Walk around the woods of northern Michigan long enough, and chances are you will find yourself momentarily gazing into the eyes of a white-tail deer before it bounds away, or listening to the jack-hammer song of a woodpecker at work. Coming face-to-face with wildlife is commonplace here, but being able to communicate with the creatures that dwell in the waters, fields and forests Up North? That sort of magic only happens once a year. SEE-North, a Harbor Springs-based nonprofit organization dedicated to Science and Environmental Education, serves as the community’s guide in animal discourse during their annual program, “Twelfth Night,” which takes place on January 15 and January 22 at Boyne Highlands Resort. We caught up with SEE-North executive director Cindy Blasius to find out more about this enchanted evening.
My North: During the Twelfth Night program, families come upon a variety of critters ready to strike up conversations. How on earth does that happen?
Cindy Blasius: Folk legend says that on the twelfth night after Christmas, animals are given the gift of speech. If you are walking through the woods and silent, the animals will emerge from the forest and tell you their story.
My North: So even though your programs are not technically occurring 12 days after Christmas, the concept holds true?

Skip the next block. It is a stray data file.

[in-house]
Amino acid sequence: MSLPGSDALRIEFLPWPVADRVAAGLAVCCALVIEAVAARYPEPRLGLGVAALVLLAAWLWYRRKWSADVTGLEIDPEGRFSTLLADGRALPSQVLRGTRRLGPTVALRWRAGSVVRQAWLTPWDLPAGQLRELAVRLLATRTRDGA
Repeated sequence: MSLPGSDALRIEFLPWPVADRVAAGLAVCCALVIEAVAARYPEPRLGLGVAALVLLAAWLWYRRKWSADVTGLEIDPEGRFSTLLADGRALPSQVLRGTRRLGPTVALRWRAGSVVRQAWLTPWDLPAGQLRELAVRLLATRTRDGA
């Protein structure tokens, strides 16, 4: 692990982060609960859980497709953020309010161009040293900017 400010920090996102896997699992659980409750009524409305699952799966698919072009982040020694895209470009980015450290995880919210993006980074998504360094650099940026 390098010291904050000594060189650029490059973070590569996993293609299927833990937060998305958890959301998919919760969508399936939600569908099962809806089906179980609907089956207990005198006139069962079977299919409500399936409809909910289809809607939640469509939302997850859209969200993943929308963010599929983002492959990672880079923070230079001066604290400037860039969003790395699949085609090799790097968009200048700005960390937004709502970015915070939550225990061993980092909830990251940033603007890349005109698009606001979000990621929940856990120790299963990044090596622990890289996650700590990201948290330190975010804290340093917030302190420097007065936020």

Cindy Blasius: Exactly. SEE-North has been doing this program for almost 20 years. Hundreds of families have enjoyed the event and are now bringing the next generation to enjoy it too. This is an educational program for people of all ages, so we don’t think the animals mind the extra talking.
My North: What kinds of things of things do the animals normally talk about during the Twelfth Night? Any good gossip happening in the forest these days?
Cindy Blasius: Well, families can learn why the pileated woodpecker pecks wood. They can discover how far a skunk sprays (definitely good to know). Learn where a barred owl lives and how to find him. Want to know if a bear dreams during hibernation? You’ll find out on your Twelfth Night walk.
My North: What else can people expect during this event?
Cindy Blasius: We begin with a sleigh ride to a candlelit trail, where people can walk through the forest and talk to the animals. There will also be indoor crafts and snacks to enjoy, and we will be featuring renowned local author and storyteller Simon Otto.
Tickets for the January 15 or January 22 Twelfth Night program are $10 per person. Children five and under are free Pre-registration is required. Call (231) 348-9700 or visit seenorth.org to register.
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